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John Brett

Pre-Raphaelite Landscape Painter

Christiana Payne

View Inside Price: $50.00

September 21, 2010
304 pages, 9.5 x 11
150 b/w + 120 color illus.
ISBN: 9780300165753

Published for the Paul Mellon Centre for Studies in British Art

Drawing on a wealth of unpublished sketchbooks, journals, and writings, this essential guide to John Brett (1831–1902) investigates the painter who was seen as the leader of the Pre-Raphaelite landscape school. In addition to exploring the familiar early works, including The Val d'Aosta and Stonebreaker, it provides rich information on his later, less-known coastal and marine paintings. Brett’s turbulent friendship with John Ruskin is discussed, as are his relations with his beloved sister, Rosa, and his partner Mary, with whom he had seven children. His fervent interest in astronomy, his love of the sea, and his lifelong pursuit of wealth and recognition are all examined in this reassessment, which concludes with a catalogue raisonné of his works, prepared by his descendent Charles Brett.

Christiana Payne is a Reader in the History of Art at Oxford Brookes University. She coedited Prospects for the Nation: Recent Essays in British Landscape, 1750–1880.

'Payne's instructive and fascinating book draws on a multitude of sources from unpublished sketchbooks to journals and personal writings, at the same time investigating the painter himself.' — Richard Edmonds, Birmingham Post (Review)

'Dr Payne brings this extraordinary, infuriating man to life, both as a human being and as an artist.' — Simon Poe, Country Life

"Christiana Payne has performed a notable service to art by producing this volume, an excellent foundation for both scholars and collectors."—Paul Johnson, Literary Review

"The multi-talented but long forgotten pre-Raphaelite artist is brought compellingly to life in this beautifully illustrated book."—Country Life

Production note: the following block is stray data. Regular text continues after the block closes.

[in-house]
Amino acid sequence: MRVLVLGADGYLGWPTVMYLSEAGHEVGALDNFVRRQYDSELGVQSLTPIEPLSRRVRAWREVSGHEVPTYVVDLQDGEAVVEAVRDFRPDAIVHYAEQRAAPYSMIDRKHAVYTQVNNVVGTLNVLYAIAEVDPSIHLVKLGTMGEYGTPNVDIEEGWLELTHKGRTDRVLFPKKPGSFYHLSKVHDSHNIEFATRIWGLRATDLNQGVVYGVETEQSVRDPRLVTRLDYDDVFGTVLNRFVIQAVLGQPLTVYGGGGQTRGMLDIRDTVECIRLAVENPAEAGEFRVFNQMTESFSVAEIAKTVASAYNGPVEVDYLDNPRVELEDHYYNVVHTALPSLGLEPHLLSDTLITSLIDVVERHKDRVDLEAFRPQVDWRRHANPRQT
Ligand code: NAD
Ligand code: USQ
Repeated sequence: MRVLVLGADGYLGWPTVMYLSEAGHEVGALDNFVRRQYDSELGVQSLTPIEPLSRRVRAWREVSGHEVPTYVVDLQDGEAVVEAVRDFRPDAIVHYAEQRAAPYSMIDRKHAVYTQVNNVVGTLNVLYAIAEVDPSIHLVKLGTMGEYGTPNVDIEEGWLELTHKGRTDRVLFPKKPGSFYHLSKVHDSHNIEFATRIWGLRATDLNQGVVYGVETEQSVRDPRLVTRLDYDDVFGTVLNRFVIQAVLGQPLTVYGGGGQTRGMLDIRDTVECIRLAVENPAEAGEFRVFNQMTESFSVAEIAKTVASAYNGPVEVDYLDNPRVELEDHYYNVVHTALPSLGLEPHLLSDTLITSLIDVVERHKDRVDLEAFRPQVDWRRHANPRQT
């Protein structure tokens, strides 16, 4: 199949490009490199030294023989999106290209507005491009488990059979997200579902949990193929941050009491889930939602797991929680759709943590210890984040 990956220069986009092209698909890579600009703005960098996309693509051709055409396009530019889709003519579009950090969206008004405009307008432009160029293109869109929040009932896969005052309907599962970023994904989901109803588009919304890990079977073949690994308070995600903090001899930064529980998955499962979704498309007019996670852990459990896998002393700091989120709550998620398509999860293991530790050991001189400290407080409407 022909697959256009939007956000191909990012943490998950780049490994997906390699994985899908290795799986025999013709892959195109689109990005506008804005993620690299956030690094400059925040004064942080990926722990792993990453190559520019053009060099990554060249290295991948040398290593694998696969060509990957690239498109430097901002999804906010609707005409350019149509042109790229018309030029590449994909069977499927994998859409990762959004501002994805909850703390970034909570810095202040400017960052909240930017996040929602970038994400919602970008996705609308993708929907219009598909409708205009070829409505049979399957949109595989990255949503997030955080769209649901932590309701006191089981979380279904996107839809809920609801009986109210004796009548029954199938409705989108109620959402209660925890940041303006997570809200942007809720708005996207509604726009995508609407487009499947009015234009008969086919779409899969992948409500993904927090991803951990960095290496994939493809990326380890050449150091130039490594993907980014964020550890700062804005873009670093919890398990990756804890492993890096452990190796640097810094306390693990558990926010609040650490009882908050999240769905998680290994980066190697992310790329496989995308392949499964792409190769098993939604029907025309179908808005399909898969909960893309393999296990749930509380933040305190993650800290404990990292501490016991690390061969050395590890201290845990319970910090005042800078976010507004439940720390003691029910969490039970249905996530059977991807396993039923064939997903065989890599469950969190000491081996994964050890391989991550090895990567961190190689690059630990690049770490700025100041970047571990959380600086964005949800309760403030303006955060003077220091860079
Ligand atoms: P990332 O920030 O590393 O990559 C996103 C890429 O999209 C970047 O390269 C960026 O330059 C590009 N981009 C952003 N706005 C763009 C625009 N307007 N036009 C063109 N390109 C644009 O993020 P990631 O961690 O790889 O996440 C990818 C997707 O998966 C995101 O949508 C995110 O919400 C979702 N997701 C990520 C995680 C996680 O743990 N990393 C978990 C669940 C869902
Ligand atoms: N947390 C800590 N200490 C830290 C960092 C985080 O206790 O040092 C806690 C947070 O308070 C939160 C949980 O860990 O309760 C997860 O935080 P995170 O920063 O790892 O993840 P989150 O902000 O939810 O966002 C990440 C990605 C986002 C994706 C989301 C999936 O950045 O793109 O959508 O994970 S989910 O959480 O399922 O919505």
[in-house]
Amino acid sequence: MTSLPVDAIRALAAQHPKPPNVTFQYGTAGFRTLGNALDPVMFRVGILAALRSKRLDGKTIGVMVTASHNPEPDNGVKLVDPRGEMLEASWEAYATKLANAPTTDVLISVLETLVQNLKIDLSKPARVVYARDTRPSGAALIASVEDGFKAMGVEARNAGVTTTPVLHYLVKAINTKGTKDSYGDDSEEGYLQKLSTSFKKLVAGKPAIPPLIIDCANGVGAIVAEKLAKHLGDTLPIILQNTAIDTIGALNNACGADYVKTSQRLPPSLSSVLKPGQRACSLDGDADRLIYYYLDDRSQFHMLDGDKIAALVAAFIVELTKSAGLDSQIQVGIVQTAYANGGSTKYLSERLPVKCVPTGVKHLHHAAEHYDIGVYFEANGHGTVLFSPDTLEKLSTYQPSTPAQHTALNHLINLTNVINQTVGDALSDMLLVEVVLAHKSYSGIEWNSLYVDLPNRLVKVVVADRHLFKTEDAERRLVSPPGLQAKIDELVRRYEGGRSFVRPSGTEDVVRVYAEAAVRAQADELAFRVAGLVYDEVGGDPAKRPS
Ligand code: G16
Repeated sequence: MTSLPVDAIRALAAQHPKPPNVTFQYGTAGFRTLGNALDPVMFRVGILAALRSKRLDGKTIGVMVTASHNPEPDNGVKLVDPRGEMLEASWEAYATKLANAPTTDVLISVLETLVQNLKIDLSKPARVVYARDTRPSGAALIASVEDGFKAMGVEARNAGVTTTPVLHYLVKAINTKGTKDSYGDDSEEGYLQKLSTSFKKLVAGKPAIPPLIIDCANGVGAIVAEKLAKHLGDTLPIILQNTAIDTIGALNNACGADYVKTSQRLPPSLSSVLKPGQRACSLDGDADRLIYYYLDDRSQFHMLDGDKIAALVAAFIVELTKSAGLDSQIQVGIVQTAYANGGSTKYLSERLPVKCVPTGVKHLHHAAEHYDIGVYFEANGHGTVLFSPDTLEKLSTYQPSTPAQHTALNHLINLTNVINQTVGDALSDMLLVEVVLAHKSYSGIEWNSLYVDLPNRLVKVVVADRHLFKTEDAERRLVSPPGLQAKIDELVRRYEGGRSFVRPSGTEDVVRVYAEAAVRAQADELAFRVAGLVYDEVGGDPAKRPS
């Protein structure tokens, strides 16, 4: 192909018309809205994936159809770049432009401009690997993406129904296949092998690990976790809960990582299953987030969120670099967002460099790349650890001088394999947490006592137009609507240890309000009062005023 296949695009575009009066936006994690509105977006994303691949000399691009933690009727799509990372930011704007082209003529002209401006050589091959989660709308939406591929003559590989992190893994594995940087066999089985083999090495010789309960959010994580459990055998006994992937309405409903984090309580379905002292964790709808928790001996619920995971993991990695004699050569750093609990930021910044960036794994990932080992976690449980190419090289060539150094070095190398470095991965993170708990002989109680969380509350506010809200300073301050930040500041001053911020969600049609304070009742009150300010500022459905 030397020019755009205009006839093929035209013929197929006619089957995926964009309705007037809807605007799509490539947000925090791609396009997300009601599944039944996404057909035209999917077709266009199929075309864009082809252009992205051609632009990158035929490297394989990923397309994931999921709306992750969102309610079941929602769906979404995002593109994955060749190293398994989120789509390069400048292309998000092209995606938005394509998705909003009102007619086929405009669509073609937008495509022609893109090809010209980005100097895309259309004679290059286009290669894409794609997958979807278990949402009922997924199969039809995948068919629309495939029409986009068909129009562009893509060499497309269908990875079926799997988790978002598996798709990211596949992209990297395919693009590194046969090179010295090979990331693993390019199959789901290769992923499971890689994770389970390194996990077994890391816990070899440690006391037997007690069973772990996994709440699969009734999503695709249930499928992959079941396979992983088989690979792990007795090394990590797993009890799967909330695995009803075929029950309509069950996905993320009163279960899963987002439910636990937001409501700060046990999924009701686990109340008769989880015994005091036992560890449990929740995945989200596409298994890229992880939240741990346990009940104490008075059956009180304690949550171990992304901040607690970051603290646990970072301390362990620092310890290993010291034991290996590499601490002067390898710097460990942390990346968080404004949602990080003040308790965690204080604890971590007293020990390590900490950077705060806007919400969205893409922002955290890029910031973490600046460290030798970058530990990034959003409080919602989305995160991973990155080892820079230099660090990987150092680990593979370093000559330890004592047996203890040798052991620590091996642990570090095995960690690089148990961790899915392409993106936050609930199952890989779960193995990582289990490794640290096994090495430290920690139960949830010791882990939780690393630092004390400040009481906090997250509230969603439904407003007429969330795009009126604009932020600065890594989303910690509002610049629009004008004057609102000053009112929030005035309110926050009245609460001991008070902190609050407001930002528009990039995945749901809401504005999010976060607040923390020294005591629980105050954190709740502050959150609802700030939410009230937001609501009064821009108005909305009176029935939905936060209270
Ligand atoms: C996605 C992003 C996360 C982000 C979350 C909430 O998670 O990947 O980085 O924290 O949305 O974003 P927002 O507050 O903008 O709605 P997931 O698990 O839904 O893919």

“For the firs time, this publication offers a complete overview of his entire body of work, and is an impressive consolidation of many years of thorough investigation….Beautifully illustrated.”—Ruth Brimacombe, The Victorian

"The work of Victorian painter John Brett is very appealing. . . . Brett long has been in need of the kind of scholarly reassessment presented here. . . . This is an attractive and valuable addition to the literature on 19th-century British art. Highly recommended."—W. S. Rodner, Choice

". . . realised in such detail, with such meticulous scholarly attention and high production values that a subsequent survey of the same territory would be quite redundant. . . . Like the best examples of Victorian studies do at this point in time, Christiana Payne’s book enhances our knowledge of that dense and fascinating period, which in her hands seem to be both mysterious and obvious, still relevant, significant and thought-provoking."—Pamela Gerrish Nunn, Britain and the World
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Recent Essays in British Landscape, 1750-1880

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